Last week, while passing a slew of directions for the protection of the rights of children, especially those caught on the wrong side of law, a bench of Justices Madan B Lokur and Deepak Gupta of the Supreme Court said that the judiciary was left with no option other than so-called judicial activism – for which the judiciary has come under attack in recent times – if the government failed to discharge its duty and if the problems of the poor and voiceless remained uddressed. “Should the judiciary take corrective steps and be accused of judicial activism or overreach – or should the cynics and sceptics have their day resulting in the grievances of the voiceless and disadvantaged remaining unheard and the fundamental and human rights uddressed?” the court asked. Of course the judiciary must take all possible corrective actions in such situations, so would say every sensible citizen. But a vast majority of politicians would like to disagree. For, for them, it is the elected architecture of politics – the Executive and the Legislature – that is competent and concerned enough to salvage such aggrieved lot and the judiciary would rather do well to remained engaged with legalities and of course the sheer number of pending cases. Political track record, nonetheless, points to the contrary. The voiceless and disadvantaged community has never figured in the political scheme of things. In India, there is a generally a rich flourish of a sham called democracy, and politics is chiefly about the rhetoric of tall but empty promises, gimmickry, and ubiquitous vote banks. Therefore, a pro-active and sensible judiciary is the need of the hour. And when it comes to those whose voices are never heard or just stifled, that need becomes more direful.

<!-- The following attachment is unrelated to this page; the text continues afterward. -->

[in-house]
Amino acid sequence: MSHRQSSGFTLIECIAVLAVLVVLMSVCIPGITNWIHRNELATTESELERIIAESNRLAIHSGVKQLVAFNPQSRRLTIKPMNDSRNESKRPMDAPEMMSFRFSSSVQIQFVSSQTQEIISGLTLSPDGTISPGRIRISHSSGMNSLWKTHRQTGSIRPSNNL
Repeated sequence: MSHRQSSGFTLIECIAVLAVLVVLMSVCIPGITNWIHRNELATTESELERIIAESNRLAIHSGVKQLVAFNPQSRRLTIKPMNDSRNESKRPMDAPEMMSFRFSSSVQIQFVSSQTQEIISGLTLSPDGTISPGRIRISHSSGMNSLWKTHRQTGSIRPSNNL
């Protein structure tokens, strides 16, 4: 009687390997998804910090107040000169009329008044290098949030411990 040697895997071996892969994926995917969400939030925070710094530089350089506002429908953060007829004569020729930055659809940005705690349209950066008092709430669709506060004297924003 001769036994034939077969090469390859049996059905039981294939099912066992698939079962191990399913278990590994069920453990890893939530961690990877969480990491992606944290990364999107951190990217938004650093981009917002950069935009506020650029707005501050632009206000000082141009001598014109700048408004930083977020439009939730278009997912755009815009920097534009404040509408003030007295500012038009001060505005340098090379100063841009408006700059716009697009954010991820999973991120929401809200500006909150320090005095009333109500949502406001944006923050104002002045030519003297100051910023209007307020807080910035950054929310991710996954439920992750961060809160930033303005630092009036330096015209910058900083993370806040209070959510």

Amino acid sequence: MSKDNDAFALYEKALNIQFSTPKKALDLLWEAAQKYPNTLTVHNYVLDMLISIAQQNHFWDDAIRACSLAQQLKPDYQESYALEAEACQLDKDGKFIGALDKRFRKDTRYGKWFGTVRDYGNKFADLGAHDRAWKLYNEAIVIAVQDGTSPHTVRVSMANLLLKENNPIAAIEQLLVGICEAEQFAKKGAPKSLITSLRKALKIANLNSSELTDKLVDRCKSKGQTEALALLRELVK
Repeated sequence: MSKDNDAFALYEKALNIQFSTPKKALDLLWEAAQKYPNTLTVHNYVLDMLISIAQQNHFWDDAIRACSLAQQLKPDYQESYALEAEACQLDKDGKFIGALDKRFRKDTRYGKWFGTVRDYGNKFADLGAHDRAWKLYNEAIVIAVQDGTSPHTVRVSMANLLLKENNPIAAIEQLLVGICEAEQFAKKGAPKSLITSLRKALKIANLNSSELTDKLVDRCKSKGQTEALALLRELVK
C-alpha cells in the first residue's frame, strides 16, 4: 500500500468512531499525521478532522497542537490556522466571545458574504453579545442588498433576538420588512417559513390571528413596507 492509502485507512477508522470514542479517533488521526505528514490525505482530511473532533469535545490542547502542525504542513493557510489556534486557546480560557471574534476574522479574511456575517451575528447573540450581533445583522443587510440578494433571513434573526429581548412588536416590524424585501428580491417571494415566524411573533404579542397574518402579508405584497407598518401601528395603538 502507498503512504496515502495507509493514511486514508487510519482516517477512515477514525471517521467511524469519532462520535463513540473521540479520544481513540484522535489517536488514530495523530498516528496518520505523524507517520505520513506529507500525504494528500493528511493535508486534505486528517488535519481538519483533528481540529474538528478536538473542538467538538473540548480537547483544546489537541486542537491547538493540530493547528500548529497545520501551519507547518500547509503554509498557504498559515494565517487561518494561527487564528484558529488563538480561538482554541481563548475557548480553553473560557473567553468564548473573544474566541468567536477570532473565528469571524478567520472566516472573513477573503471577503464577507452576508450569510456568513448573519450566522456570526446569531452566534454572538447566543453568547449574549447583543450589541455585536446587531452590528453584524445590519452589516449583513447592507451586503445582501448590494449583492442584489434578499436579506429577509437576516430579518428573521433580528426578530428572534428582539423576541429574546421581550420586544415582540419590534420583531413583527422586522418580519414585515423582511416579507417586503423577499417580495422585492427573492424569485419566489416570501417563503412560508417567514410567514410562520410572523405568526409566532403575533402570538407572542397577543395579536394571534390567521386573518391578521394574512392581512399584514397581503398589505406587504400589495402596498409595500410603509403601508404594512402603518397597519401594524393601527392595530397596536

The concern of the apex court is: “What can a citizen do if the state pays no attention to his or her fundamental or human or statutory right, nor takes serious interest in fulfilling its constitutiol or statutory obligations? What if that citizen is a voiceless child (emphasis added) or someone whose voice cannot be heard over the din of governce – for example, physically or mentally challenged persons, senior citizens, and other disadvantaged sections of society such as scheduled castes, tribals and several others?.. It is easy to forget that children also deserve dignified treatment and merely because they have no voice in the affairs of (the) state, it does not mean that they are inconsequential members of society, who can be compelled to live in conditions that are uncomfortable and who have little or no access to justice.” This is a profoundly refreshing observation, reflecting on the sense of democracy that the highest court of the land operates with – to the aid of the voiceless. When it comes to the most helpless of that voiceless community – children, mostly street children and domestic servants exploited to the hilt by their brutal masters, including by way of sexual abuse – any loose talk of ‘judicial activism’ must be countered, condemned, and rejected hook, line and sinker. We welcome the Supreme Court’s proactive indulgence when the political class has failed the voiceless, helpless and hapless despite the elected system of governce in place – this wonderful democracy, otherwise.